The TPLF loses power in Addis Ababa in a reasonably peaceful transition in April 2018, with the opposition taking over. New prime minister is Abiy Ahmed, and the TPLF elite, who suddenly lose all their power, begins to fight the new government. A serious breach occurs when the TPLF decides to hold regional elections in Tigray, contrary to the government’s postponement of elections due to COVID-19. Abbink (2021) writes that the TPLF fought against being pushed aside, losing both military power and control of their business empire. As well as the risk of being held accountable for their crimes. Their history as an “avant-garde party” had shown that they had spared no means to crush their opponents. Their years of support from the US and the EU over 27 years had given them the belief of being self-described to power. Their strategy now became to control Tigray and present themselves as victims. A narrative they managed to sell to Western media and governments. There were no real social reasons for the uprising in Tigray, and it is described by Abbink (2021) as an elite “top-down” uprising after losing power. The people of Tigray and the neighboring provinces of Amhara and Afar were to pay a great price.

Abiy then surprises everyone by making peace with Eritrea and traveling to Asmara and meeting with great cheers. The President of Eritrea comes to Addis Ababa, and this thaw in the longtime frozen relations between the two countries surprises everyone, not least the West, which suddenly sees African leaders step into character with their own agenda. Abiy utters the famous words: “Isayas is leading us! ”. Shocking statement for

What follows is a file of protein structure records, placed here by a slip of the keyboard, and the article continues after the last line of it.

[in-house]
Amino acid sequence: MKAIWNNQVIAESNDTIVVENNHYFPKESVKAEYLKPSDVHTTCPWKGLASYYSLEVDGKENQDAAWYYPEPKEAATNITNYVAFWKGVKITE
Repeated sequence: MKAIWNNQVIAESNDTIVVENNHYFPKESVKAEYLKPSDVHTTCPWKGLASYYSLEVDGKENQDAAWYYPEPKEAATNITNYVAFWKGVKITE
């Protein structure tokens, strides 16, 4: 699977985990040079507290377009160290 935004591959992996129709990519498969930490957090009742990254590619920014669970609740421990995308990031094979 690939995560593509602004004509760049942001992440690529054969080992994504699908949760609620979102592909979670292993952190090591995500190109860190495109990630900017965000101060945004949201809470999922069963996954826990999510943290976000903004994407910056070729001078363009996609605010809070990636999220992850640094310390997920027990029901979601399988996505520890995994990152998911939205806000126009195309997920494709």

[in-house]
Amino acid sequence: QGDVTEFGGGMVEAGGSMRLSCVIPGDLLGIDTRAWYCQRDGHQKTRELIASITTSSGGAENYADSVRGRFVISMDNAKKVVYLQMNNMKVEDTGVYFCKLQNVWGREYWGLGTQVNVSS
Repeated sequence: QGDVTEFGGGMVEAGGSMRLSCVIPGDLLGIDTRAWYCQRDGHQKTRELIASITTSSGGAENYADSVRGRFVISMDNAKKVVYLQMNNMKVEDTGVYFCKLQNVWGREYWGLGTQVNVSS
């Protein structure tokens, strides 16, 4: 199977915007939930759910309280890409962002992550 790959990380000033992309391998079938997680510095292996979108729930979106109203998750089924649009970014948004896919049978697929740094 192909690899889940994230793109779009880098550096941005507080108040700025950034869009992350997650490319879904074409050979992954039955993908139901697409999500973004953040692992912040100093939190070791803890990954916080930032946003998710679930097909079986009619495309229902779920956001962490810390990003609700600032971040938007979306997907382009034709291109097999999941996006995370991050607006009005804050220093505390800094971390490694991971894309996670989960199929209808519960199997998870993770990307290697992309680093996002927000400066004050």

Washington and Brussels, which have been accustomed to seeing Ethiopia as a state that has not challenged imperialism.

The TPLF is declared a terrorist organization

In May 2021, the Ethiopian government declares the TPLF a terrorist organization. This is due to the massive atrocities that have taken place in Tigray and in the neighboring provinces of Amhara and Afar. Child soldiers are being used, ethnic killings, sexual abuse and rape take place, looting, destruction of hospitals, churches and infrastructure and not least massacres of civilians, which can in no way be military targets. TPLF opens prisons and thousands of criminals are released. TPLF emerges as an elite fighting for its own interests and taking an entire population hostage in their nationalist and ethnicized project. The future of an entire generation is being destroyed.

At the same time, the TPLF portrays it as being besieged and using hunger as a political weapon in their propaganda. Emergency transports and trucks are confiscated and do not return, but are used by the TPLF in their warfare. War in an agricultural country where people flee and are expelled causes great suffering, not least because it means that the peasants cannot cultivate their land. But the lack of condemnation from the West is causing great bitterness in Addis Ababa. Although overwhelming evidence is presented of the TPLF’s aggression, the United States and the West are passive, thus giving the TPLF hope that their uprising has support. It succeeds especially through a targeted campaign on social media with the support of TPLF-positive groups abroad.